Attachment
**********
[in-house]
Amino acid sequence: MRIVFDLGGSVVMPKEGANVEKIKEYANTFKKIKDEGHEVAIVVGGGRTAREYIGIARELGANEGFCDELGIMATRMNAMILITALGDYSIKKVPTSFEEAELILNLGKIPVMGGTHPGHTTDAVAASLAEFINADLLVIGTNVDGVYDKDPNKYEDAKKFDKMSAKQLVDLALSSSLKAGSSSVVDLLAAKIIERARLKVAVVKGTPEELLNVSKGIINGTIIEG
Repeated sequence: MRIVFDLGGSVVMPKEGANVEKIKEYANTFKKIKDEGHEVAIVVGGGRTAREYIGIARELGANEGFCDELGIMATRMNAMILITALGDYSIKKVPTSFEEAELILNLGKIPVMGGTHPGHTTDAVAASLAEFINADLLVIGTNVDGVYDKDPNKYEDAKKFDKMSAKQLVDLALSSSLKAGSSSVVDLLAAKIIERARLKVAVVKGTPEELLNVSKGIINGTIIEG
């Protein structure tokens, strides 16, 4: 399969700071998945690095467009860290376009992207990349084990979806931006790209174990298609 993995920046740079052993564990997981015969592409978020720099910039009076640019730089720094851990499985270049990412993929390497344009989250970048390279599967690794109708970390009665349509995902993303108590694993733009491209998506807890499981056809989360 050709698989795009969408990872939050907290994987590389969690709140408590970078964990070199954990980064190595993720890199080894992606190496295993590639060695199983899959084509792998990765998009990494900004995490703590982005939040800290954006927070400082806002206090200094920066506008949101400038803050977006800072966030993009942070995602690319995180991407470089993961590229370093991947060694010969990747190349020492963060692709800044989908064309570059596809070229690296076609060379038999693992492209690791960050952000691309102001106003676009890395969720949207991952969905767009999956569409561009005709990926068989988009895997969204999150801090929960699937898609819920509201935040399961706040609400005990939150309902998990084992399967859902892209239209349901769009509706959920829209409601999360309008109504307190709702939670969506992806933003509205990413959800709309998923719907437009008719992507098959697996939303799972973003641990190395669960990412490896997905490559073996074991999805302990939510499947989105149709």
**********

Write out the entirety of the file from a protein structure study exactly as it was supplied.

[in-house]
Amino acid sequence: MRIVFDLGGSVVMPKEGANVEKIKEYANTFKKIKDEGHEVAIVVGGGRTAREYIGIARELGANEGFCDELGIMATRMNAMILITALGDYSIKKVPTSFEEAELILNLGKIPVMGGTHPGHTTDAVAASLAEFINADLLVIGTNVDGVYDKDPNKYEDAKKFDKMSAKQLVDLALSSSLKAGSSSVVDLLAAKIIERARLKVAVVKGTPEELLNVSKGIINGTIIEG
Repeated sequence: MRIVFDLGGSVVMPKEGANVEKIKEYANTFKKIKDEGHEVAIVVGGGRTAREYIGIARELGANEGFCDELGIMATRMNAMILITALGDYSIKKVPTSFEEAELILNLGKIPVMGGTHPGHTTDAVAASLAEFINADLLVIGTNVDGVYDKDPNKYEDAKKFDKMSAKQLVDLALSSSLKAGSSSVVDLLAAKIIERARLKVAVVKGTPEELLNVSKGIINGTIIEG
């Protein structure tokens, strides 16, 4: 399969700071998945690095467009860290376009992207990349084990979806931006790209174990298609 993995920046740079052993564990997981015969592409978020720099910039009076640019730089720094851990499985270049990412993929390497344009989250970048390279599967690794109708970390009665349509995902993303108590694993733009491209998506807890499981056809989360 050709698989795009969408990872939050907290994987590389969690709140408590970078964990070199954990980064190595993720890199080894992606190496295993590639060695199983899959084509792998990765998009990494900004995490703590982005939040800290954006927070400082806002206090200094920066506008949101400038803050977006800072966030993009942070995602690319995180991407470089993961590229370093991947060694010969990747190349020492963060692709800044989908064309570059596809070229690296076609060379038999693992492209690791960050952000691309102001106003676009890395969720949207991952969905767009999956569409561009005709990926068989988009895997969204999150801090929960699937898609819920509201935040399961706040609400005990939150309902998990084992399967859902892209239209349901769009509706959920829209409601999360309008109504307190709702939670969506992806933003509205990413959800709309998923719907437009008719992507098959697996939303799972973003641990190395669960990412490896997905490559073996074991999805302990939510499947989105149709």